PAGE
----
Poe and Whitman

Good Essays
Topics: Edgar Allan Poe
Poe + Whitman
Poe
1. Edgar Allan Poe’s figurative language, such as personifying science as something that preys, gives his presentation of science a negative effect. It is plausible to believe that Poe is angry with science in some kind of way, claiming it “preyest thou thus along the poet’s heart” and he asks, “How should he love thee? or how deem thee wise?”
2. According to Poe’s speaker, science has done nothing for him except preyed on him and over-analyzed the simplicity of all the things around him. Poe’s romanticism and science don’t mix well together, in other words. Poe says that science seeks treasure in the jeweled skies – but what if there is no real “treasure”? It seems like Poe is upset with science trying to pick things out of everything.
3. According to Poe’s speaker, science has changed the world by altering “all things with thy peering eyes”. I think this means that science has a way of changing everything, both in good and bad ways.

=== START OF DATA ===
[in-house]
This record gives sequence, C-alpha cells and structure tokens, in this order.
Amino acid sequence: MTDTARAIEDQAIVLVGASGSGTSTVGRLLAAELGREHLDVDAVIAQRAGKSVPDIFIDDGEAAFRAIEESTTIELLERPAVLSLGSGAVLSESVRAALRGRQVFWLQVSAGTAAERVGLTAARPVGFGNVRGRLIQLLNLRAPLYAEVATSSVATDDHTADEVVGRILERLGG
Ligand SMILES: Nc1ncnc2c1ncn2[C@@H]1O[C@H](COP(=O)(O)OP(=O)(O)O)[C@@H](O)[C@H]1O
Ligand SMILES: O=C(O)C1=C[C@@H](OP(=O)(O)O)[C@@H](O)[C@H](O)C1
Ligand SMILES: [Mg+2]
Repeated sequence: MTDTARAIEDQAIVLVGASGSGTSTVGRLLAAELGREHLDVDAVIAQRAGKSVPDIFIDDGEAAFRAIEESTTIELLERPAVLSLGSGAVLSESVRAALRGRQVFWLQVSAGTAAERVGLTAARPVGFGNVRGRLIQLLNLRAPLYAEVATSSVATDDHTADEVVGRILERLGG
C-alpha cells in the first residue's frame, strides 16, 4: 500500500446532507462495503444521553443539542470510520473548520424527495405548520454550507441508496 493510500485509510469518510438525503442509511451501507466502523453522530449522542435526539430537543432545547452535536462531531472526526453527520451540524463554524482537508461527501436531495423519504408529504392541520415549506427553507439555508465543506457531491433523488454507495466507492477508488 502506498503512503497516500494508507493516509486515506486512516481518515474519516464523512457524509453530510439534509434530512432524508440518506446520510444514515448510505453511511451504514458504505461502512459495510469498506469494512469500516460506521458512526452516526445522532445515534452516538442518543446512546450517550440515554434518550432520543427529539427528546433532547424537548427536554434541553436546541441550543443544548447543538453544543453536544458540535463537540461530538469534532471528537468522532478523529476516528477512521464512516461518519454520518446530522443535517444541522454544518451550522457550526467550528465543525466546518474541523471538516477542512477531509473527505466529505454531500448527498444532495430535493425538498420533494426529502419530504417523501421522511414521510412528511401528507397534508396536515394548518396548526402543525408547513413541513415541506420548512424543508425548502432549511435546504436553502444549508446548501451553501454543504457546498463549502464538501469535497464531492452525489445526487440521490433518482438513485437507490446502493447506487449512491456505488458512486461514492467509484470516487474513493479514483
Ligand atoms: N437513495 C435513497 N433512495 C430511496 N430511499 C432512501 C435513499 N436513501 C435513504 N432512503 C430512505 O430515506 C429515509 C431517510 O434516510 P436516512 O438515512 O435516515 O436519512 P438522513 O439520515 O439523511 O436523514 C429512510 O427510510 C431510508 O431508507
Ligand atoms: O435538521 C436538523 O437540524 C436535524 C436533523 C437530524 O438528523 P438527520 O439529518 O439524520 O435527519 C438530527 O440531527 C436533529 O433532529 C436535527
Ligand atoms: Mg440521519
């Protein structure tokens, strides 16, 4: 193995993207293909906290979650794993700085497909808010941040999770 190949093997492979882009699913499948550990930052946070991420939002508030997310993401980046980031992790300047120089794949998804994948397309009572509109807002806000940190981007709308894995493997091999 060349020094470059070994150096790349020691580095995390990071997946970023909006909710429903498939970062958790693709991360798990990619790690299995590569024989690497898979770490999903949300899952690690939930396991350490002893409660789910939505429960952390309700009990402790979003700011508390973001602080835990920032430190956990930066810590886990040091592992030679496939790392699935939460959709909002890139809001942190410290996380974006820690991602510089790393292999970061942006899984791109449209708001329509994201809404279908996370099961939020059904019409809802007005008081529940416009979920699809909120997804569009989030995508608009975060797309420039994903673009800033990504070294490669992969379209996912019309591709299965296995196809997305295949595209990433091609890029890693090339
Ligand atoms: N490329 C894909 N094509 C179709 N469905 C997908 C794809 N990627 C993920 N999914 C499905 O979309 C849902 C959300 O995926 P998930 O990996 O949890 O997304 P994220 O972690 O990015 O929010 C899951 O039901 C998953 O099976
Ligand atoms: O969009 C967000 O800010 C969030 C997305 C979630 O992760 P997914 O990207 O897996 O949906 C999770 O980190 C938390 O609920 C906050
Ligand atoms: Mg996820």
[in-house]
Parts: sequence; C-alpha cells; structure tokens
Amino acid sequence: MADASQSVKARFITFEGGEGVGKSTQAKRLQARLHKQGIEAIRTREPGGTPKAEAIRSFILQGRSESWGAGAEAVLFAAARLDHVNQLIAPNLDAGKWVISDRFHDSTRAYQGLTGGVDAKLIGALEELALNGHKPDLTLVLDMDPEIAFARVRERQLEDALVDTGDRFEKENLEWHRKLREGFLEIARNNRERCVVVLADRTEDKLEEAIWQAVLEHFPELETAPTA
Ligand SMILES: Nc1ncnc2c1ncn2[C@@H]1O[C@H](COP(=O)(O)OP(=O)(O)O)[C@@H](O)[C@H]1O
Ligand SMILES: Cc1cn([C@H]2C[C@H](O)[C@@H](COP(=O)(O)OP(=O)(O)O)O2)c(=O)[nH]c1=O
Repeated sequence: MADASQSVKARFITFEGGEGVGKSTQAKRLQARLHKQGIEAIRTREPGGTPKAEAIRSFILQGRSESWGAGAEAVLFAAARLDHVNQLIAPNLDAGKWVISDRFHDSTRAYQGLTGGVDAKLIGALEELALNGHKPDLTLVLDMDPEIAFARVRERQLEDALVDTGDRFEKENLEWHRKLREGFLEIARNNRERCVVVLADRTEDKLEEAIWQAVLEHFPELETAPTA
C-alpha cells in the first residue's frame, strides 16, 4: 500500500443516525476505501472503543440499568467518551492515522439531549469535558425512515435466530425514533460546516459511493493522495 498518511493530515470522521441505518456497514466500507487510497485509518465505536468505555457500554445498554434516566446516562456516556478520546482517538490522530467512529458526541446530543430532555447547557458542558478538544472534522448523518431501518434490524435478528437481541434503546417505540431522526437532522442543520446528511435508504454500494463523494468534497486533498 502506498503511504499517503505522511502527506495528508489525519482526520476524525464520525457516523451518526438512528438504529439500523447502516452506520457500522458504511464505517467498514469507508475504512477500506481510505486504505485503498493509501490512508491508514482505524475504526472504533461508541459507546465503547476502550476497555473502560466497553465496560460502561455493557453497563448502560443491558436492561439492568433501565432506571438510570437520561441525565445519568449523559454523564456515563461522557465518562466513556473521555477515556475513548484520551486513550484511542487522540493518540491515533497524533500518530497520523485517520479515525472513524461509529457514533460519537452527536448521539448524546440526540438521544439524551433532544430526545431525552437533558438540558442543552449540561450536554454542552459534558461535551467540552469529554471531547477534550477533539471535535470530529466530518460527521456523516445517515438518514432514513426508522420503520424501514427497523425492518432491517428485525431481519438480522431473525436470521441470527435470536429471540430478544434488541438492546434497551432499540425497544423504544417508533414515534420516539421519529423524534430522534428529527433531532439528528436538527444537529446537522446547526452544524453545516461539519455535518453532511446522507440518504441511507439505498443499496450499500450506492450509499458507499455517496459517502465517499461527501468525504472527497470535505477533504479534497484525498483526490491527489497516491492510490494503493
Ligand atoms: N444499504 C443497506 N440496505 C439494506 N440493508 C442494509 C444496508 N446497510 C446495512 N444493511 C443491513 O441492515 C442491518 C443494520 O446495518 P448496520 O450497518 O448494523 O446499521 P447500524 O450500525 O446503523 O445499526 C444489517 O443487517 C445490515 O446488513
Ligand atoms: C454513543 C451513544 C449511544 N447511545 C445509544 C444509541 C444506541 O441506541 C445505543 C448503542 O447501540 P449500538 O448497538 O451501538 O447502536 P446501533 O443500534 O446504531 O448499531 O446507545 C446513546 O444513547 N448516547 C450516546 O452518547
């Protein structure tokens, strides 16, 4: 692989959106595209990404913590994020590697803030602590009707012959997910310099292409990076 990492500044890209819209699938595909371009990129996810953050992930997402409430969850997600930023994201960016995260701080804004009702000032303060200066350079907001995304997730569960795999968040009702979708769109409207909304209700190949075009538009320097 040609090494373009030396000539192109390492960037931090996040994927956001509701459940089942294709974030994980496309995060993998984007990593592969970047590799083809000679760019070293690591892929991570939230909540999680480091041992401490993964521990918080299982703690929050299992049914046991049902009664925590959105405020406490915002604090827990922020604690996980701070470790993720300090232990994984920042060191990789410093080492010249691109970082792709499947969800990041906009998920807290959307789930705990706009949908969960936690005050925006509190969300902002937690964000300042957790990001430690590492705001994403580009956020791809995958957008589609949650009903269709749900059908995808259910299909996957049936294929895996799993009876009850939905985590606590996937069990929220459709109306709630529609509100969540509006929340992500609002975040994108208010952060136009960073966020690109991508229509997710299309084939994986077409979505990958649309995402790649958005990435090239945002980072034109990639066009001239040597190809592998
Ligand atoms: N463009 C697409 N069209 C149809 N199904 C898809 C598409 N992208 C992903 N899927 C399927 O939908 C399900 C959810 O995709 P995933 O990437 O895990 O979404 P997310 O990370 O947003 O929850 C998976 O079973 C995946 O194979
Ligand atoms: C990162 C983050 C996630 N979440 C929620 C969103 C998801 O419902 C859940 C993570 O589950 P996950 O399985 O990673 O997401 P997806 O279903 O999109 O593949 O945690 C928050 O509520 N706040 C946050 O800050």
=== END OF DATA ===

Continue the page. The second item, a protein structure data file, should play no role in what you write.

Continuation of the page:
4. I don’t even think this is an ode…its tones towards science are expressed as negative, while odes are more celebratory. That being said, I find it much more critical than laudatory. “Peering” is a word that sticks out to me the most in the poem – it sounds like science spies and “alterest all things” by trying to find a secret meaning in everything.
Whitman
1. The effect of this syntax is almost like a continuous narrative. I think the poem is meant to tell a story in chronological order, which is the purpose of the syntax and its delivery. Whitman is telling a story.
2. The presentation of scientific data affects the speaker nonchalantly. The speaker, to me, seems unconcerned with “charts and diagrams” and does not care to sit seeing the “astronomer where he lectured with much applause” because of his reaction of sickness and fatigue.
3. The sitting, rising, and gliding participles create a chronological effect that gives somewhat of a euphoric kind of imagery. First he sits down, then

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